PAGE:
Televisions

Guide to Screen Burn-in and Image Retention


Screen burn-in and image retention are two concerns that many people have when buying a new TV. We hear lots of stories from people about which TVs we should or should not buy by armchair AV experts based on information they got from their uncle. One of the most common warnings is about which TVs can “burn-in” and which do not. There is a lot of misinformation out there and we are here to clear it up.

What is Screen Burn-in and Image Retention

These are technically two different things. Screen burn-in is when an image is displayed so long on a screen that is can be seen on the screen even when the screen is off (in extreme cases) or can be seen occasionally through other images. This occurs when certain sub-pixels have been so bright for so long that they literally cannot return to their default state anymore. They are permanently “stuck” in a non-neutral state, so they will always produce a “ghost” image forever.

Image retention is when your display switches from displaying one image, to a different one quickly. If you can see the “shadow” of the first image in the second for a short while, this is image retention. Are you a news junkie or a hardcore gamer? You may have already experienced image retention. If you can see the logo of the news channel or the life bar of your character when you change channels for a little while, that was image retention.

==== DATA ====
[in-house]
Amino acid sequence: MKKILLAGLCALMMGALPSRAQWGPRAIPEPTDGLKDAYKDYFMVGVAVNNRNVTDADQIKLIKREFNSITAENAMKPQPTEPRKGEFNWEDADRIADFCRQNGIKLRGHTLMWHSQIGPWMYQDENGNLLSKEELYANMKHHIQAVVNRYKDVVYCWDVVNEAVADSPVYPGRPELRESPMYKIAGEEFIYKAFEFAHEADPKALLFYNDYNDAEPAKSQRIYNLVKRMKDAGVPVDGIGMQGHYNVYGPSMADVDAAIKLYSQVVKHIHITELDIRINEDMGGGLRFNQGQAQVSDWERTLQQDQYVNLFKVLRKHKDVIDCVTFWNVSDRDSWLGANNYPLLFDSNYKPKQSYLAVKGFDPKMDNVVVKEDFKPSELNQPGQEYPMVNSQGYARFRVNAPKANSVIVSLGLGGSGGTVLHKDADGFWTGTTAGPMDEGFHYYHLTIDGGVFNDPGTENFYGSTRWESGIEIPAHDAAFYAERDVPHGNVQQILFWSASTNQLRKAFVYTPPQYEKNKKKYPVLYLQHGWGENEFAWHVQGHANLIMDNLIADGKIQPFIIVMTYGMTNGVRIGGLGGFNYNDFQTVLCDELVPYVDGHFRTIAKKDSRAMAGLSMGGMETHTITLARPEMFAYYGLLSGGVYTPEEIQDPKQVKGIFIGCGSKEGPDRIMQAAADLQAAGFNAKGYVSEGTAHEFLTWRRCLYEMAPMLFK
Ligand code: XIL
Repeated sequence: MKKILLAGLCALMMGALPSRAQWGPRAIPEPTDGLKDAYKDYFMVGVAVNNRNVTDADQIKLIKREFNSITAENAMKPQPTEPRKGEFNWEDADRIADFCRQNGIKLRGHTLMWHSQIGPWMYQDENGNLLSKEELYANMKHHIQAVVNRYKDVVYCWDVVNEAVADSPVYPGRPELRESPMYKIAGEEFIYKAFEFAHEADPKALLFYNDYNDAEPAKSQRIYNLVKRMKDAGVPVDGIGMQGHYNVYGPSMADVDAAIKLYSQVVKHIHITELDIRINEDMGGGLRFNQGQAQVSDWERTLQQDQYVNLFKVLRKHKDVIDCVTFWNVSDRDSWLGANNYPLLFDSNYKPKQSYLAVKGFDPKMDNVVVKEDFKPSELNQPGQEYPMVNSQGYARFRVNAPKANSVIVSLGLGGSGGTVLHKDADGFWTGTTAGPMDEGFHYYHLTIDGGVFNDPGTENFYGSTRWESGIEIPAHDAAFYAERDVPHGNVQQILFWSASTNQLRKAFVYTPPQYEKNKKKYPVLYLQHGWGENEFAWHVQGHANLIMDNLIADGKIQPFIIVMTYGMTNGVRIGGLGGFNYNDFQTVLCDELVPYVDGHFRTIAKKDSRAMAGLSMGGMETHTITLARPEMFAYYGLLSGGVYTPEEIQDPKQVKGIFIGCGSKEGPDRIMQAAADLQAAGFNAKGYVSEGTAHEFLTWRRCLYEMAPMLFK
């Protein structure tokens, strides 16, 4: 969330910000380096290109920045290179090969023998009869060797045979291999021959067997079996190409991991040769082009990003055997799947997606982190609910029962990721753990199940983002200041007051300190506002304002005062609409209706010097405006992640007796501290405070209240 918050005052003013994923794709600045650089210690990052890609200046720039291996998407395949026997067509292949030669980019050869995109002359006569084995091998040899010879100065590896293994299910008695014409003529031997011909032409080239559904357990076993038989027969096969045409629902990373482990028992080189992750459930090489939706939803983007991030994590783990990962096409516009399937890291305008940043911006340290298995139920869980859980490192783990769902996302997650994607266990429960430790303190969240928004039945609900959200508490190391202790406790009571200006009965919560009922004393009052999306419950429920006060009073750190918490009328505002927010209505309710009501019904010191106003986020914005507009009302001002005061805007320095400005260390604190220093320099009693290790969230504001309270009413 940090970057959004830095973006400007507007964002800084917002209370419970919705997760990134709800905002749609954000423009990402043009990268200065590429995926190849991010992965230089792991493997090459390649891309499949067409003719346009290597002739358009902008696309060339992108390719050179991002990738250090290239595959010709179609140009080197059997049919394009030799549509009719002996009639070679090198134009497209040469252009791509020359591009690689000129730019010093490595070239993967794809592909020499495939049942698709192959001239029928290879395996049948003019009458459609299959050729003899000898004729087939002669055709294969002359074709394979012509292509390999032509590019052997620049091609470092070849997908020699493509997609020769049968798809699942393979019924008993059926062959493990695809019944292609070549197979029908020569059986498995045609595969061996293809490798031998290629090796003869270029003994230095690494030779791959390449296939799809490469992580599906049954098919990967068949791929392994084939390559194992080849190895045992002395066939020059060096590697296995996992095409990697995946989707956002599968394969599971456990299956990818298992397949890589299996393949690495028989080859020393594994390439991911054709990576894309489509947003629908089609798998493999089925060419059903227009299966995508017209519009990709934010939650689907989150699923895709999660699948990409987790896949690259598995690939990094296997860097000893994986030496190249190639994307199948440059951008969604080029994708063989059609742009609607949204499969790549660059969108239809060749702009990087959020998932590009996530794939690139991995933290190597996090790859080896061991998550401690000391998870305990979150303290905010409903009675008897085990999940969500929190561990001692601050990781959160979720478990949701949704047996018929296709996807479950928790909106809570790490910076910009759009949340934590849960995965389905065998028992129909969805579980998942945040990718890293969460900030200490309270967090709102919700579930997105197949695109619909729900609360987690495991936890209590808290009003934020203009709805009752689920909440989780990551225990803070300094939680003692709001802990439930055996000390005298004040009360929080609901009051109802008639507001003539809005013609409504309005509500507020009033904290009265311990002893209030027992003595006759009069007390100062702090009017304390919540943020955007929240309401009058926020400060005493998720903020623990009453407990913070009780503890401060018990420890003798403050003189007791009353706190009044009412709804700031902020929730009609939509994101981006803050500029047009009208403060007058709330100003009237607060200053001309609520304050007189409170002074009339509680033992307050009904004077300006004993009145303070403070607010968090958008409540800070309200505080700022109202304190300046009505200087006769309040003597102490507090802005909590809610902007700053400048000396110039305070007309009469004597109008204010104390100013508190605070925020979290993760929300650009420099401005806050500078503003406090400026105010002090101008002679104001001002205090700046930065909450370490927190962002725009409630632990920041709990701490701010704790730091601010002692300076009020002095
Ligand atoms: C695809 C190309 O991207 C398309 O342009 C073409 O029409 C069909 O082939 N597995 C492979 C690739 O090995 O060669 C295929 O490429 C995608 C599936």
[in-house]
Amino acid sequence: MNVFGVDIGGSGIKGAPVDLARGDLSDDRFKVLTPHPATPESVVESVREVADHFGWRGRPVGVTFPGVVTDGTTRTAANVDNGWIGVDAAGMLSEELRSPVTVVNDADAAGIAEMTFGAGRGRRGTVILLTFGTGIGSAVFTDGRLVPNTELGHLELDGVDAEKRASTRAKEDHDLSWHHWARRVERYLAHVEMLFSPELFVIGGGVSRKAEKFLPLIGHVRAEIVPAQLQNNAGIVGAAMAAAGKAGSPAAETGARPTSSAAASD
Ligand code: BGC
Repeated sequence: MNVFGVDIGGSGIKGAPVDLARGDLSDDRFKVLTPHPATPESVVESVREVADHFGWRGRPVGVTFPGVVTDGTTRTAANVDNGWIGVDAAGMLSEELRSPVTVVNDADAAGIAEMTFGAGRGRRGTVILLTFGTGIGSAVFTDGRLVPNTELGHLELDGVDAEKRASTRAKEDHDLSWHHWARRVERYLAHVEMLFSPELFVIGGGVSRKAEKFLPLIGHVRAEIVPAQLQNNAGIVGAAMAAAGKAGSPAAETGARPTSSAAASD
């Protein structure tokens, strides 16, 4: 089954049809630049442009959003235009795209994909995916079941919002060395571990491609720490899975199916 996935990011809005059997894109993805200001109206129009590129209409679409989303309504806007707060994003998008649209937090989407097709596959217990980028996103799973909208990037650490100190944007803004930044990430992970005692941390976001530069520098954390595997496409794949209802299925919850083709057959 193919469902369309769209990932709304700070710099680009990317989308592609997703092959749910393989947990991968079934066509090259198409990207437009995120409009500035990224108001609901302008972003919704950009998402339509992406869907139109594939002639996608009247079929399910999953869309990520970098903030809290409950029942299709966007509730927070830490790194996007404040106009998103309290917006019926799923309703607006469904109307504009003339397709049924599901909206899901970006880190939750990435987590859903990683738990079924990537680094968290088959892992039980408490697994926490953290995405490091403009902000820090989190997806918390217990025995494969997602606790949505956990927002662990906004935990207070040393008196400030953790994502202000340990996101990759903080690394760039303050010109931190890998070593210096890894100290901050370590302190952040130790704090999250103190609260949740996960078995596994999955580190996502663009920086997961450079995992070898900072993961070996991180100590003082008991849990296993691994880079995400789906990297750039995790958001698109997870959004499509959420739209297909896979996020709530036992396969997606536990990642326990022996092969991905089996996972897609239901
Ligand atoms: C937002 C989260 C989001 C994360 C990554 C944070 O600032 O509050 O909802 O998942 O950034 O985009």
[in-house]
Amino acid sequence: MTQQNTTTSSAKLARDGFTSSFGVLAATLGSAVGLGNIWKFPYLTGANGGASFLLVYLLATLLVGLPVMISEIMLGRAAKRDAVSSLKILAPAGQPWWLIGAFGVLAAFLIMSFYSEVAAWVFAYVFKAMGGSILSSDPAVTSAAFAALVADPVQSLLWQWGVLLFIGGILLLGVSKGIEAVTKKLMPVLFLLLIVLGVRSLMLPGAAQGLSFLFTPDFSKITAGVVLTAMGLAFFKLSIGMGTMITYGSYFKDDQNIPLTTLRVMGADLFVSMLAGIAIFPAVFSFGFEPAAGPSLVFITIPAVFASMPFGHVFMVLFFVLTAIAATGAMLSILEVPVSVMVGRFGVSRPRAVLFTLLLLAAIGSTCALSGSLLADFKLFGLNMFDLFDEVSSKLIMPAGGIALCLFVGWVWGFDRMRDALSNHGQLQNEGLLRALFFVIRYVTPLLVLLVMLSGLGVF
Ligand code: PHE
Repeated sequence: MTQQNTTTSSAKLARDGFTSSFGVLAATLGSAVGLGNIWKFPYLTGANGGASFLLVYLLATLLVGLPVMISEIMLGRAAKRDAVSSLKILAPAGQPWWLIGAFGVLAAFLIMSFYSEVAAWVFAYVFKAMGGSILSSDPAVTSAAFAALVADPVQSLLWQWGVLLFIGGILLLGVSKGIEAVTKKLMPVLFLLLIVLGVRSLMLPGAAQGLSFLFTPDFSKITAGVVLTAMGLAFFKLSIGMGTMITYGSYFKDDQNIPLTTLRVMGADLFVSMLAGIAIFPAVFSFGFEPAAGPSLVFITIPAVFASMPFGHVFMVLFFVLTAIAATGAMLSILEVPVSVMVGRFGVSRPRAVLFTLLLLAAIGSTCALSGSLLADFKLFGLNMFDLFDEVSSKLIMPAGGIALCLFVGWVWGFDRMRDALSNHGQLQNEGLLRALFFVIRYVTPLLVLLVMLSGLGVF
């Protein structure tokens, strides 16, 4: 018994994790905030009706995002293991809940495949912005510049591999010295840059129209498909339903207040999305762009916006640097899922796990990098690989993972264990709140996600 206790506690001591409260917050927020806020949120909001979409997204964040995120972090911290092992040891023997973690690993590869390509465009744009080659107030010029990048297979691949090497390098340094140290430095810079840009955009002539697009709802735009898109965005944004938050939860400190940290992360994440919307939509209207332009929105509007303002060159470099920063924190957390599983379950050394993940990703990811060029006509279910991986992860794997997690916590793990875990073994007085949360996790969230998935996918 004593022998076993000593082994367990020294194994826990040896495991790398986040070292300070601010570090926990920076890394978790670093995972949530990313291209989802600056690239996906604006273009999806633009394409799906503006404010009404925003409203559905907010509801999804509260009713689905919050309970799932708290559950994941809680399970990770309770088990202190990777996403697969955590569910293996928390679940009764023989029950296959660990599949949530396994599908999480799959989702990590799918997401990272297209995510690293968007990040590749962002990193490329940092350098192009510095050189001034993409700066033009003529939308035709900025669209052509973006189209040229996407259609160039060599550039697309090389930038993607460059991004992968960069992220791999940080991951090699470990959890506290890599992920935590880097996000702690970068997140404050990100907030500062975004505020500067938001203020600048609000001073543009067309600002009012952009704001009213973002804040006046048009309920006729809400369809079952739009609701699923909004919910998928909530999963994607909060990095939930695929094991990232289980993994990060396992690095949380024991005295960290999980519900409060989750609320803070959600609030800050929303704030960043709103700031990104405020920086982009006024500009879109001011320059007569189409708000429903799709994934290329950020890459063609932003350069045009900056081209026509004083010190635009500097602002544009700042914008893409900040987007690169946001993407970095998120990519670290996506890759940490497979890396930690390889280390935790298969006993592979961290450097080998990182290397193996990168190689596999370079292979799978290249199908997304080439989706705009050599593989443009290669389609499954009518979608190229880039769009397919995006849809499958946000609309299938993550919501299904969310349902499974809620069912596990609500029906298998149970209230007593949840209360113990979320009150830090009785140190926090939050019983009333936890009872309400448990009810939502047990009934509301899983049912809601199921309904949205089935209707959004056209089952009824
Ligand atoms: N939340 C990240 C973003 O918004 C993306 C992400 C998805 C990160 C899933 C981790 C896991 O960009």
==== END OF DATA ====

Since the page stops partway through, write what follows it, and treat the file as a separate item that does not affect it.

Retention can be experienced by all screens. If you are displaying a very bright, static image for a long time and then switch to a dark image, you may see the shadow of the first image. In realistic tests, image retention is not a problem for any type of TV. In general use, image retention should be almost imperceptible to your eye.

But if you are someone that turns a TV on in the morning and leaves it on all day, you should be worried about burn-in. We know too many people that use their news channels as white noise. They never switch the channel and they almost never turn their TVs off. If that is actually the case, burn-in really shouldn’t be a problem. Everything that you are burning-in is what you are watching anyhow. In these extreme cases, the burn-in only becomes visible during the commercials.

Is My TV Susceptible to Burn-in or Image Retention?

Do you have a projector? You don’t have to worry about burn-in. Do you have an LCD television? Burn-in is practically impossible. The TV will break before you experience burn-in. So, what TVs do you need to worry about? Plasma’s and OLED’s.

Plasma TVs and Burn-In